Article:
Madden said the success was due to many highly talented people, particularly the divers who executed the in water modifications. He recognized two people specifically: Kieumi (Jaimie) Nguyen from NAVSEA’s Program Management Office for Virginia-class submarines research and development; and Meredith Wells, an engineering manager for NAVSEA’s Advanced Propulsors and a senior engineer for Carderock’s Advanced Propulsor Management Office, whose work was necessary for the success to be realized.

Dr. Timothy Bole, a Top Scientist

Bole’s claim to recognition was for finding a proof-of-concept of a non-traditional approach to control electric signatures of naval vessels. For the last six years, Bole has dedicated himself to electromagnetic signature work in support of the command and the Navy, becoming recognized as an expert in underwater electric field theory nationally and internationally. According to the nomination packet, the system he designed is the first-ever system to lower signatures that is not based on a modification of the corrosion controlling Impressed Current Cathodic Protection (ICCP) system.

“Electric signatures are very much tied to corrosion currents on seawater-born platforms,” he said. “One of the things that we always have to think about is what’s going to be the impact on the corrosion state. We can’t have a low electric signature at the expense of causing corrosion.”

Physical modeling to show proof-of-concept for the system was executed at the Naval Research Laboratory (NRL) Marine Corrosion Facility seawater-testing laboratory. The system Bole and his team created also uses fewer components than previous ICCP systems, which in turn increases the reliability and maintainability of the system, per the nomination packet. From the planning stages all the way through to post-execution analysis, Bole led the charge to validate the practicality of this system.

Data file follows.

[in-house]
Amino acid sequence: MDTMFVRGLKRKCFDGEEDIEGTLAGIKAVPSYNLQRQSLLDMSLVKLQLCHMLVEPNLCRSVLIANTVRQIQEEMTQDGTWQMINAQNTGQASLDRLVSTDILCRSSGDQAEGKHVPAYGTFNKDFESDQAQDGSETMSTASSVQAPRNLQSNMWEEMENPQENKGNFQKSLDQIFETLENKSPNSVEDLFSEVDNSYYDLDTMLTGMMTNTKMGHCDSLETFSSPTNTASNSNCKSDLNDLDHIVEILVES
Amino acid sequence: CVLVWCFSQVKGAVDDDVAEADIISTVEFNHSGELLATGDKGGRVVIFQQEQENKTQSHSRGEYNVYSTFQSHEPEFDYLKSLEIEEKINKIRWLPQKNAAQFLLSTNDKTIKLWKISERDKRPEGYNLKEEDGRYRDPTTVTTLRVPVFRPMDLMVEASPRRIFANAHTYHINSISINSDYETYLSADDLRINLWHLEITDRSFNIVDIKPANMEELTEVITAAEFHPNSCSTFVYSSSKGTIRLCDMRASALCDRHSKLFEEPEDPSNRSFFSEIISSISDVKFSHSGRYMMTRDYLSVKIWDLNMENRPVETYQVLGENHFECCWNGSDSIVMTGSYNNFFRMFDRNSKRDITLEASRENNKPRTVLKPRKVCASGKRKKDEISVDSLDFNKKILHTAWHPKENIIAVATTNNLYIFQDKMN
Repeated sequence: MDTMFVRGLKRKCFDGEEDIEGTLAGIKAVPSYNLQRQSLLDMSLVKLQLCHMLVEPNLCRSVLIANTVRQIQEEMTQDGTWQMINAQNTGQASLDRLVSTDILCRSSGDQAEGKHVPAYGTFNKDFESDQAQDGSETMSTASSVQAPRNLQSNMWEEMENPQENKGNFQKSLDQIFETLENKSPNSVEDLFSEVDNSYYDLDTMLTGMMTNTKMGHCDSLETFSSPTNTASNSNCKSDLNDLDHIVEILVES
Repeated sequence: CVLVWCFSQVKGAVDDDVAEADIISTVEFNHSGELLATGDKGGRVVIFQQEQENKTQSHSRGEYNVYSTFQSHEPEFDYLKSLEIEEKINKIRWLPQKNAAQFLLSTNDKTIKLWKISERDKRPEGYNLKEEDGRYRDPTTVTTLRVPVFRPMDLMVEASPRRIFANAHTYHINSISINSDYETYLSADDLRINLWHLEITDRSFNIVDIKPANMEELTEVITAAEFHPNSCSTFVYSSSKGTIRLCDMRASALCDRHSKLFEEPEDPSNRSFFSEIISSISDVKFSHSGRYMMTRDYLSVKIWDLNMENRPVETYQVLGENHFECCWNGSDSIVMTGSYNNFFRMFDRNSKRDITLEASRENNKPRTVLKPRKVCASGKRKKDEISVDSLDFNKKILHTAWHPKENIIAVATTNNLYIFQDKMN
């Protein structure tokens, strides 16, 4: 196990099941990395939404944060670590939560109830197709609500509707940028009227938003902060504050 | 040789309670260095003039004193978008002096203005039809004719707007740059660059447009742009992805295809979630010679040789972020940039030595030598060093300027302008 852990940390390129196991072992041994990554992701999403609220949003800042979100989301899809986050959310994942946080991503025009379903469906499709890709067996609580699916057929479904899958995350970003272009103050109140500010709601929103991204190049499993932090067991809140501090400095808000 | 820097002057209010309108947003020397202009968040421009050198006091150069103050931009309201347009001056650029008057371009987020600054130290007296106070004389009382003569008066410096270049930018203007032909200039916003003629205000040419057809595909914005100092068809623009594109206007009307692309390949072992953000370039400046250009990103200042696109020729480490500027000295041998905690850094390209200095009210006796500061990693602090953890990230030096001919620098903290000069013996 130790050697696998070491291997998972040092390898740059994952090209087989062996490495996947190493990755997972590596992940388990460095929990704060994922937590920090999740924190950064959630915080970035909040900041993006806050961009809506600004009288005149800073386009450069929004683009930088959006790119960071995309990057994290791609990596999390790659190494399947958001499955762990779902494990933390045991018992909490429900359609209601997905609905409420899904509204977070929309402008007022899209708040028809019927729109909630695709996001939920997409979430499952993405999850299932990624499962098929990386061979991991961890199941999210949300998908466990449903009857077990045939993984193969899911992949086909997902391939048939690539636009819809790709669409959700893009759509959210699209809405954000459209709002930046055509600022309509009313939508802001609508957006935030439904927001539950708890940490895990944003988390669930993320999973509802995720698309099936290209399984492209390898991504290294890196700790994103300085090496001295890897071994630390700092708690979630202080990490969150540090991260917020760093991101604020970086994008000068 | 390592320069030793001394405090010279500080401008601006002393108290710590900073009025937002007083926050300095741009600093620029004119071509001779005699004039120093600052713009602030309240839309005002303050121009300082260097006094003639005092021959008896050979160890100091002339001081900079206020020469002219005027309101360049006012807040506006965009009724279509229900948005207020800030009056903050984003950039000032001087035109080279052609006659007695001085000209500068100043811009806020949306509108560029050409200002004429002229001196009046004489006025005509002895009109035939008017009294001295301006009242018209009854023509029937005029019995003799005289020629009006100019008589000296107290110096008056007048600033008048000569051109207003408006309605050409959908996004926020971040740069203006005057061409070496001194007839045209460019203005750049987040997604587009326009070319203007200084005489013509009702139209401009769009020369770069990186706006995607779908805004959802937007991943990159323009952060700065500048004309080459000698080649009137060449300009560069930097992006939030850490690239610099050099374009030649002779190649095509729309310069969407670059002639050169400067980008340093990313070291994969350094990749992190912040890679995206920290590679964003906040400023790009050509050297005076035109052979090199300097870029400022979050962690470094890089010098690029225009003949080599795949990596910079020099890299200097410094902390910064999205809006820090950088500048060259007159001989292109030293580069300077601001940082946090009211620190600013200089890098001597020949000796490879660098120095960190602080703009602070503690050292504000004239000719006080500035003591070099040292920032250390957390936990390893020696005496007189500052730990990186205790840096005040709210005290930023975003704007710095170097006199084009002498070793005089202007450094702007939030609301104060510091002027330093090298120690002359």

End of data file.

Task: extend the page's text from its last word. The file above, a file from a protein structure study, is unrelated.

“I was driving the effort to demonstrate this technology and pursue it, but I don’t work in a vacuum. We had a really good team of people, and everyone deserves some recognition for what we demonstrated last year,” said Bole, who mentioned fellow Carderock team members Albert Barsa and Dan Sherman (contract support) among the key contributors. He was also awarded the Warfare Centers’ Innovation Award for his work, which could increase the Navy’s warfighting capabilities at a lower cost according to the nomination statement.

Experimental Hull Treatment Technology Team

As part of the Experimental Hull Treatment Technology Team, Soublo, Ciscon and Shimko earned the Dr. Delores M. Etter Award for their work on behalf of NAVSEA in assessing the performance and vulnerability of U.S. submarines to new rest-of-world submarines, considering material performance, environmental effects, ships sensor performance and own-ship capabilities. The group’s work culminated in the installation of innovative advanced materials that enabled superior capabilities.